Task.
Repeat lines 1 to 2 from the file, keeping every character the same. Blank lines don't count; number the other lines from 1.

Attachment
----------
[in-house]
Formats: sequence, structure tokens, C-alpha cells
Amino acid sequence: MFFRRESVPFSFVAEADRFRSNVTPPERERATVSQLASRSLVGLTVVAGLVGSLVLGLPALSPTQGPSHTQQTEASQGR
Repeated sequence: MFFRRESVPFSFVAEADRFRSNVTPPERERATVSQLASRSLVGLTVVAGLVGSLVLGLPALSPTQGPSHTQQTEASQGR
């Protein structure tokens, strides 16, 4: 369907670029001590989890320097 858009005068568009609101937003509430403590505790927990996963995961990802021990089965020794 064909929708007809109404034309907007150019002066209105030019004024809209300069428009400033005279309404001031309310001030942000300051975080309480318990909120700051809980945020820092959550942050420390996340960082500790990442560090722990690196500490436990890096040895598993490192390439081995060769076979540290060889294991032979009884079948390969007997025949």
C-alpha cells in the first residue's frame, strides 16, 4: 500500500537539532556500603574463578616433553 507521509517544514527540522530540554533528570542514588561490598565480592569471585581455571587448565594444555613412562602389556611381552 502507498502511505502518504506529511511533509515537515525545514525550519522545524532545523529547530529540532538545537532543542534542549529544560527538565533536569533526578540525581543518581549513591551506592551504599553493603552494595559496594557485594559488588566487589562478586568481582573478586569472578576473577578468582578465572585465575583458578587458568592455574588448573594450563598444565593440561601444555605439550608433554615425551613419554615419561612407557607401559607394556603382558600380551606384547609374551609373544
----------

[in-house]
Formats: sequence, structure tokens, C-alpha cells